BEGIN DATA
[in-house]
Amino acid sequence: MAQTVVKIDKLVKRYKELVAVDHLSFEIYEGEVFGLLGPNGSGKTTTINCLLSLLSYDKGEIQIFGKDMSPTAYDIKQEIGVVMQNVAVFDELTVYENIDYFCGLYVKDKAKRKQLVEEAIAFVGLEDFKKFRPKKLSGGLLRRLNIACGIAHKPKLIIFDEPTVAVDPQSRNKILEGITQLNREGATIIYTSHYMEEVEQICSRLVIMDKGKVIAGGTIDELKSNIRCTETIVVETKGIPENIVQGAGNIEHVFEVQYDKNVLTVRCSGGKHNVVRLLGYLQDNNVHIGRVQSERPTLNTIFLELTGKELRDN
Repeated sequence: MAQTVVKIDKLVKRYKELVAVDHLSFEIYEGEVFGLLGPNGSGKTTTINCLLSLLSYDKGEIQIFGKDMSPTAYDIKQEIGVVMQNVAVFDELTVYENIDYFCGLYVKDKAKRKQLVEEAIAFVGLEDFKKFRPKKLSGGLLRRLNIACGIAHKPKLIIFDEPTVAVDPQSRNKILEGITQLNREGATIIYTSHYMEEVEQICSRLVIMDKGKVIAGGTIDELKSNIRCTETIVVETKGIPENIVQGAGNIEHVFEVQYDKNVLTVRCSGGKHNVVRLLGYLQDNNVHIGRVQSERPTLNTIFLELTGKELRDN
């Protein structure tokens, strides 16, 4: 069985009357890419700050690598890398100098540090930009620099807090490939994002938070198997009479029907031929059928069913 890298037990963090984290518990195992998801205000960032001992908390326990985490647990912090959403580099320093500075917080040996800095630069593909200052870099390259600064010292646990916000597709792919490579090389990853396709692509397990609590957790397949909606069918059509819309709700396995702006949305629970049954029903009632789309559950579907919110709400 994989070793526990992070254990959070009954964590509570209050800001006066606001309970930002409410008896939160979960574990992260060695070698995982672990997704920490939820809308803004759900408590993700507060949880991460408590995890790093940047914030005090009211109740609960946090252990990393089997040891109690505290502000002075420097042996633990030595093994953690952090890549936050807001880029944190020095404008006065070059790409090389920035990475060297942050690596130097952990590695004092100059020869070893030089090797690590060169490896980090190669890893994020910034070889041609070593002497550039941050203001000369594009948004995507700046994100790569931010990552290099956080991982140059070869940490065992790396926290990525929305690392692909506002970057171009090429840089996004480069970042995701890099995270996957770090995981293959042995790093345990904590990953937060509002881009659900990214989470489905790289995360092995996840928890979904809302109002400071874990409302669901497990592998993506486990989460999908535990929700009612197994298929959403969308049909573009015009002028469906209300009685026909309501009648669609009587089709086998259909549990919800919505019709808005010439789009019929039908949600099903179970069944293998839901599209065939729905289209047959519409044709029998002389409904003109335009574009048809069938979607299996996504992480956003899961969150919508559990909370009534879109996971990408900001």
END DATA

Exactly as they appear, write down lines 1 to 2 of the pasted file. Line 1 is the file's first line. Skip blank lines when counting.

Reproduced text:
[in-house]
Amino acid sequence: MAQTVVKIDKLVKRYKELVAVDHLSFEIYEGEVFGLLGPNGSGKTTTINCLLSLLSYDKGEIQIFGKDMSPTAYDIKQEIGVVMQNVAVFDELTVYENIDYFCGLYVKDKAKRKQLVEEAIAFVGLEDFKKFRPKKLSGGLLRRLNIACGIAHKPKLIIFDEPTVAVDPQSRNKILEGITQLNREGATIIYTSHYMEEVEQICSRLVIMDKGKVIAGGTIDELKSNIRCTETIVVETKGIPENIVQGAGNIEHVFEVQYDKNVLTVRCSGGKHNVVRLLGYLQDNNVHIGRVQSERPTLNTIFLELTGKELRDN